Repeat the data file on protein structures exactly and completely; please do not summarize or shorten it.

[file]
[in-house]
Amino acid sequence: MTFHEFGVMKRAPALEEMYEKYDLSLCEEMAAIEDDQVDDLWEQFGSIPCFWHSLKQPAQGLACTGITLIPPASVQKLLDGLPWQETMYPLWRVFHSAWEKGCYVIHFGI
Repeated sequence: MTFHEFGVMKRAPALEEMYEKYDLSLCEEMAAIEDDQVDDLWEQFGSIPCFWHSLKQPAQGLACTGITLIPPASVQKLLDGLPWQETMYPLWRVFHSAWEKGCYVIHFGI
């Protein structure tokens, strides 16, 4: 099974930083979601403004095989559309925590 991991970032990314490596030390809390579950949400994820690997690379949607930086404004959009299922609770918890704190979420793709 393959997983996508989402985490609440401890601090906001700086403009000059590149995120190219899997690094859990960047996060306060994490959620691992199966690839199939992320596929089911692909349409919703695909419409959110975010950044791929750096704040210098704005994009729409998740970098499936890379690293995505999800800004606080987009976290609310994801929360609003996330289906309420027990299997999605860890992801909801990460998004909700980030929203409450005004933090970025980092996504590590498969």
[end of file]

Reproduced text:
[in-house]
Amino acid sequence: MTFHEFGVMKRAPALEEMYEKYDLSLCEEMAAIEDDQVDDLWEQFGSIPCFWHSLKQPAQGLACTGITLIPPASVQKLLDGLPWQETMYPLWRVFHSAWEKGCYVIHFGI
Repeated sequence: MTFHEFGVMKRAPALEEMYEKYDLSLCEEMAAIEDDQVDDLWEQFGSIPCFWHSLKQPAQGLACTGITLIPPASVQKLLDGLPWQETMYPLWRVFHSAWEKGCYVIHFGI
């Protein structure tokens, strides 16, 4: 099974930083979601403004095989559309925590 991991970032990314490596030390809390579950949400994820690997690379949607930086404004959009299922609770918890704190979420793709 393959997983996508989402985490609440401890601090906001700086403009000059590149995120190219899997690094859990960047996060306060994490959620691992199966690839199939992320596929089911692909349409919703695909419409959110975010950044791929750096704040210098704005994009729409998740970098499936890379690293995505999800800004606080987009976290609310994801929360609003996330289906309420027990299997999605860890992801909801990460998004909700980030929203409450005004933090970025980092996504590590498969």